Here’s why global reflation trade can survive China’s credit slowdown

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Could a tightening of China’s credit taps end the reflation of global trade on global stock markets this year as the world economy recovers from the coronavirus pandemic? Although past slowdowns in Chinese lending have caused market volatility, some argue that this time it will be different, as US fiscal largesse may be replacing China as the engine of global growth for the first time in two decades.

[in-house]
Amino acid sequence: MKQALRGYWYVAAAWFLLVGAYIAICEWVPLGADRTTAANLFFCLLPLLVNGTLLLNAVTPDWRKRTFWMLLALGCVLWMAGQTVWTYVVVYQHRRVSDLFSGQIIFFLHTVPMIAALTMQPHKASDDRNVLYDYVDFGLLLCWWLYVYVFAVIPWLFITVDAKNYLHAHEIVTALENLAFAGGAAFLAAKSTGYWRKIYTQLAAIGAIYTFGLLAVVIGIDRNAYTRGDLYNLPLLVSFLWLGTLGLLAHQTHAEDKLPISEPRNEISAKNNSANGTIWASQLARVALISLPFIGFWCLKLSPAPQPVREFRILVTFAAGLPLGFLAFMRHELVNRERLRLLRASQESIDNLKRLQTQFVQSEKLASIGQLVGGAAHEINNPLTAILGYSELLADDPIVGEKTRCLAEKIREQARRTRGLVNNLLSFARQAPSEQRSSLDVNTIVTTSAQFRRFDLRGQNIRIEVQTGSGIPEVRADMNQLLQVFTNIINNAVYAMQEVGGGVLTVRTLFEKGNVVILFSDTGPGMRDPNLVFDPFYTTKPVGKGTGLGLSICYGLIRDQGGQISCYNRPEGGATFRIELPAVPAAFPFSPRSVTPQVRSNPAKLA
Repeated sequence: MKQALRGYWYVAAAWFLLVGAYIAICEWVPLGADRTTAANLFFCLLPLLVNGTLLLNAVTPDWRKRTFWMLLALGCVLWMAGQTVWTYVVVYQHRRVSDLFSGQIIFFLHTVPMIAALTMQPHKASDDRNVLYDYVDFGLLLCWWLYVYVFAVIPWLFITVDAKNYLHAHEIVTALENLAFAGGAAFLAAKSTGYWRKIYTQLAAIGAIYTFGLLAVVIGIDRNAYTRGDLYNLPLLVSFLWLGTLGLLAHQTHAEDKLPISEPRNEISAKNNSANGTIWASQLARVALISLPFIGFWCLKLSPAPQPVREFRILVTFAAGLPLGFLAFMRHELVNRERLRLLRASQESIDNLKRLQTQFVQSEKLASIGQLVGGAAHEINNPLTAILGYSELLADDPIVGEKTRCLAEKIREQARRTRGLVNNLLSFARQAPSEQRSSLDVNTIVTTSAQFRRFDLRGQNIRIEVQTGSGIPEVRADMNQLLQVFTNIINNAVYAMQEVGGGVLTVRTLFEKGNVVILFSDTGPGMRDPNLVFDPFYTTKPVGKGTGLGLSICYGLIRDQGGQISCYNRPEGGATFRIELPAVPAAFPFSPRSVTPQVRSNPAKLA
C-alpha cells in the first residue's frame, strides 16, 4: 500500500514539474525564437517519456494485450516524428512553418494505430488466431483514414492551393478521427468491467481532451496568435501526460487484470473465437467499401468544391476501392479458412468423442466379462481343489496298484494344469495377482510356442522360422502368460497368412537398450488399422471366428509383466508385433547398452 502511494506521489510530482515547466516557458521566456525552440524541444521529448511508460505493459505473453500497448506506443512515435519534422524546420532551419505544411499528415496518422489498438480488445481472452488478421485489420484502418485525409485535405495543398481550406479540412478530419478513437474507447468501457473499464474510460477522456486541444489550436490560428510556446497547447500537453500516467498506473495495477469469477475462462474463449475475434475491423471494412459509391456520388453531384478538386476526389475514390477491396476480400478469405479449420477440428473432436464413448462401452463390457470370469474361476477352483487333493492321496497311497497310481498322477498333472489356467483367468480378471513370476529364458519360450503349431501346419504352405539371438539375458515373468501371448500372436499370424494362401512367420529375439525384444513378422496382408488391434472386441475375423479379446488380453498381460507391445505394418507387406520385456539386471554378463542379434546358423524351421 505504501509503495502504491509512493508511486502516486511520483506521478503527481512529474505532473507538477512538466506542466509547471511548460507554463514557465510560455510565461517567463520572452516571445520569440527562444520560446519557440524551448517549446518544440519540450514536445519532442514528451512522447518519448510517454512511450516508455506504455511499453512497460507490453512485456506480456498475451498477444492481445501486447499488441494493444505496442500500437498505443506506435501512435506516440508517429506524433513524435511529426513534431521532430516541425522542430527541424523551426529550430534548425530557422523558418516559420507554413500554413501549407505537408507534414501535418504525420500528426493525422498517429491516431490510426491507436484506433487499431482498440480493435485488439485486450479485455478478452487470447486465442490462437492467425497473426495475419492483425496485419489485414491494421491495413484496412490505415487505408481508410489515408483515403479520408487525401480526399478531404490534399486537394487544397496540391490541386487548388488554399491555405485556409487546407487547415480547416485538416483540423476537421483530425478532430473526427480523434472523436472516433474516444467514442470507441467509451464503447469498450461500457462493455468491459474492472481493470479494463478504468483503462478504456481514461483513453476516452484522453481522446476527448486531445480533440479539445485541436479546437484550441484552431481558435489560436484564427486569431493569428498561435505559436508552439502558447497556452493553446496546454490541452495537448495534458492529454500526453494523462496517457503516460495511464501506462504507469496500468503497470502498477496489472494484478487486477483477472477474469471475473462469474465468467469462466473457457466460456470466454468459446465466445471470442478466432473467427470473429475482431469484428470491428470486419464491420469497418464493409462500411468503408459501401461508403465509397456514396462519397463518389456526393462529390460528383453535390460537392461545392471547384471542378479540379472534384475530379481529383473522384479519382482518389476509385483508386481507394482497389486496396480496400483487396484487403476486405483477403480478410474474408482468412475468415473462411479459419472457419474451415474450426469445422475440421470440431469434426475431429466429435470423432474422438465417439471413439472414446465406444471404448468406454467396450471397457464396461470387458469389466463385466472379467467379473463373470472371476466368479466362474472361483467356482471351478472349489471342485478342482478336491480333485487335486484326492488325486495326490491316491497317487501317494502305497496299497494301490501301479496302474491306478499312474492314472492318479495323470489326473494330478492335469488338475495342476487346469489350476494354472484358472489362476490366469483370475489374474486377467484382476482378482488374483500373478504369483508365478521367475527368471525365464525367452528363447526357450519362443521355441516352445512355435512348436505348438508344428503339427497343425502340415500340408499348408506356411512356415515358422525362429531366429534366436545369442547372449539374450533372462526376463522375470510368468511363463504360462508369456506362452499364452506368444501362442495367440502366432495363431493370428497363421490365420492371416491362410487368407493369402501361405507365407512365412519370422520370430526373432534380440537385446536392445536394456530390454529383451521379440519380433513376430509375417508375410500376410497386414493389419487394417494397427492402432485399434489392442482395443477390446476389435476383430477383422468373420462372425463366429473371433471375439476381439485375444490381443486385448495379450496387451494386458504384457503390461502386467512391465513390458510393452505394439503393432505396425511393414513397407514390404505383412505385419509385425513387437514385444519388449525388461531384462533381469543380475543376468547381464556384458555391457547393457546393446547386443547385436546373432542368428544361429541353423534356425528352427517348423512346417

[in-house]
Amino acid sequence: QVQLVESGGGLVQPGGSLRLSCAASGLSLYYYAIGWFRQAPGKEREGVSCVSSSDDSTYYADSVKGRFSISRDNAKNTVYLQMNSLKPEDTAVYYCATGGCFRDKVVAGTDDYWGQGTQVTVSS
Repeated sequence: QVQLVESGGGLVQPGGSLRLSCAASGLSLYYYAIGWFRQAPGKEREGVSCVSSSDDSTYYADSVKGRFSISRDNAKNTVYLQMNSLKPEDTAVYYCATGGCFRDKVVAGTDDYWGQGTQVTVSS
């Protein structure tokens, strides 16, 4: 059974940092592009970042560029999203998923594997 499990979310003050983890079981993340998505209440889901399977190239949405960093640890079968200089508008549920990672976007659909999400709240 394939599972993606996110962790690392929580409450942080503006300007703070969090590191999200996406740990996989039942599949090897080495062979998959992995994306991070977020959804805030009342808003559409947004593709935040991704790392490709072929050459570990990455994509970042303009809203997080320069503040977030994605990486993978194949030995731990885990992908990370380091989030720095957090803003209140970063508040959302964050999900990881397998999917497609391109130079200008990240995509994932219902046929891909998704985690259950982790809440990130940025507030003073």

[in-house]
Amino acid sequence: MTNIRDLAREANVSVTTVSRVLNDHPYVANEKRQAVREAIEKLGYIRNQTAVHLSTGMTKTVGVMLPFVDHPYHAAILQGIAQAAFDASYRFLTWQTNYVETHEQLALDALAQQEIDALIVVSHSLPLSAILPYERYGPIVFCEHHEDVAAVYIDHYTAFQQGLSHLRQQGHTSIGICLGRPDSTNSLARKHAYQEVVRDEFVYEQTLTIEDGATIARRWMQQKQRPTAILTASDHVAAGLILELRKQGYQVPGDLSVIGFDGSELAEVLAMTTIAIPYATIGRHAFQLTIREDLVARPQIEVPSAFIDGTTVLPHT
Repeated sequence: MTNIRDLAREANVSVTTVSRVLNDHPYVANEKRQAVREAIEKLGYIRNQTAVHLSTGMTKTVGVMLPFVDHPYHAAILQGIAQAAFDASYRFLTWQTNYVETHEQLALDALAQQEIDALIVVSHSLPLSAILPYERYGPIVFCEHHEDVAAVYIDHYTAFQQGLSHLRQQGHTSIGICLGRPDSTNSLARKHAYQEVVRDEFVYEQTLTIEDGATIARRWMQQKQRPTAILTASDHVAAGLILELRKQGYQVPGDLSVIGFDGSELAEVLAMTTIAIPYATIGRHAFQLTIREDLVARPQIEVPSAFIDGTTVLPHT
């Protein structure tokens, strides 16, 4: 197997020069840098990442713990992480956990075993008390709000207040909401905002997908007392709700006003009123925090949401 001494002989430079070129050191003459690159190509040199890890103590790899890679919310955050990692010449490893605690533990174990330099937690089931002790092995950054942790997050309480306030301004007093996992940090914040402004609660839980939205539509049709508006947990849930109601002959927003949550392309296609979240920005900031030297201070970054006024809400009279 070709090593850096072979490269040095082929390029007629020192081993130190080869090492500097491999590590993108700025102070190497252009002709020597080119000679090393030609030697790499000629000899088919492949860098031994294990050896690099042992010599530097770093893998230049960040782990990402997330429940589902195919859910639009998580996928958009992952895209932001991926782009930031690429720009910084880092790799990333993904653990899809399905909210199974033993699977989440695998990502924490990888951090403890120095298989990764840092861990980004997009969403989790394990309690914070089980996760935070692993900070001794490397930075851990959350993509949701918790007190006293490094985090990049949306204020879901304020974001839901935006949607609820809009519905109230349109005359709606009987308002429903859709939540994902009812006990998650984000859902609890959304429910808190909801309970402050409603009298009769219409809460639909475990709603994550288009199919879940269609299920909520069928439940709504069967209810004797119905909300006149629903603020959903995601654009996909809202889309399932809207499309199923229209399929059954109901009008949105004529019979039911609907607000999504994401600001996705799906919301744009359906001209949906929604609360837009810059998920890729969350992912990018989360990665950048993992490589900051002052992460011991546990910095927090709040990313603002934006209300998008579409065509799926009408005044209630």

The International Monetary Fund predicted the same in its latest forecast, estimating that the US economy will expand 6.4% in 2021. In recent months, investors have worried that China’s efforts to eliminate excesses and stabilizing its financial system could paralyze the global recovery. The “credit boost,” which tracks loan growth as a percentage of GDP, has fallen below zero in recent months as Beijing officials sought to curb lending to avoid destabilizing excesses that could overheat the US economy. China. “You are seeing a lot of interesting snippets among policy makers in China,” said Michael Arno, associate portfolio manager at Brandywine Global. “There are continuous discussions about the leverage of the real estate market. These are all indications that, in my opinion, this is very coordinated. ”Total outstanding social finance (TSF) growth, a broad measure of credit in the economy, slowed to 12.3% in March from 13.3 % in February. Arno says credit boost has historically tracked iron ore and copper prices, and indicators of global manufacturing activity. However, recent supply shortages and the adoption of electric cars have helped offset the decline in loan growth. But fiscal stimulus programs implemented by Western politicians, led by the United States, could offset the impact of China’s credit slump. the rest of the major economies have now joined in. This would normally be a worrying sign, but we don’t think it is now, “said Tamara Basic Vasiljev, senior economist at Oxford Economics. He noted that direct payments to homes and businesses by the US government are driving savings in the private sector, “making credit less necessary,” Vasiljev said. Still, there are many investors who worry that the sharp decline in credit growth from China’s commodity-hungry economy could cripple global trade and manufacturing, even if the broader damage to the performance of risk assets were more difficult to determine. “Depending on how you measure it, China is the world’s largest economy and the largest trading partner in most emerging markets. What happens in China is very important for other emerging markets, “said David Loevinger, analyst at TCW Group. See: Investors fear global markets are vulnerable to China’s credit crunch. Friday was a prime example of investor sensitivity to any signs of slowing growth in China. After China’s official manufacturing purchasing managers index fell to 51.1 in April from 51.9 in March, global stocks plunged. China’s CSI 300 Index 000300, -0.79% closed down 0.8% on Friday and Europe’s benchmark Stoxx Europe 600 Index fell 0.3%. In the US, the S&P 500 SPX, -0.64% traded lower at the end of the week, albeit after closing at a record high on Thursday.